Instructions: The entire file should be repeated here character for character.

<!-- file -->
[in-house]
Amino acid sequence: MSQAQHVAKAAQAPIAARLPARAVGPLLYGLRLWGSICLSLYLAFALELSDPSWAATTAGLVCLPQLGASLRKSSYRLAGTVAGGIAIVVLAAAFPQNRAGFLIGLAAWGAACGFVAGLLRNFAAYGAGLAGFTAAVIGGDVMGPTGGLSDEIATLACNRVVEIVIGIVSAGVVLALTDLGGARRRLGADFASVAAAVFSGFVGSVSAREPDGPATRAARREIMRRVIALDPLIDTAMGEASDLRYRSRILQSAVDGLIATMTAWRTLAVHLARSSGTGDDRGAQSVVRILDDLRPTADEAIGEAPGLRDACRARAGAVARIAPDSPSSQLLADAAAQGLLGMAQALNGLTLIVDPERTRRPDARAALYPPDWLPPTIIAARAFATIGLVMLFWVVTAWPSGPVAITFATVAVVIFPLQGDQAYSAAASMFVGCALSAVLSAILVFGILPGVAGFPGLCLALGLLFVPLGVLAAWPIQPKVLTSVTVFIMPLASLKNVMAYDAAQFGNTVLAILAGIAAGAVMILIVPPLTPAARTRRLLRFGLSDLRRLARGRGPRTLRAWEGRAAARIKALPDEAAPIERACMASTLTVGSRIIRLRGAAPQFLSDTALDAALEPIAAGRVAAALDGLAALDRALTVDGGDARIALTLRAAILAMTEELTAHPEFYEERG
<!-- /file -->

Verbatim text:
[in-house]
Amino acid sequence: MSQAQHVAKAAQAPIAARLPARAVGPLLYGLRLWGSICLSLYLAFALELSDPSWAATTAGLVCLPQLGASLRKSSYRLAGTVAGGIAIVVLAAAFPQNRAGFLIGLAAWGAACGFVAGLLRNFAAYGAGLAGFTAAVIGGDVMGPTGGLSDEIATLACNRVVEIVIGIVSAGVVLALTDLGGARRRLGADFASVAAAVFSGFVGSVSAREPDGPATRAARREIMRRVIALDPLIDTAMGEASDLRYRSRILQSAVDGLIATMTAWRTLAVHLARSSGTGDDRGAQSVVRILDDLRPTADEAIGEAPGLRDACRARAGAVARIAPDSPSSQLLADAAAQGLLGMAQALNGLTLIVDPERTRRPDARAALYPPDWLPPTIIAARAFATIGLVMLFWVVTAWPSGPVAITFATVAVVIFPLQGDQAYSAAASMFVGCALSAVLSAILVFGILPGVAGFPGLCLALGLLFVPLGVLAAWPIQPKVLTSVTVFIMPLASLKNVMAYDAAQFGNTVLAILAGIAAGAVMILIVPPLTPAARTRRLLRFGLSDLRRLARGRGPRTLRAWEGRAAARIKALPDEAAPIERACMASTLTVGSRIIRLRGAAPQFLSDTALDAALEPIAAGRVAAALDGLAALDRALTVDGGDARIALTLRAAILAMTEELTAHPEFYEERG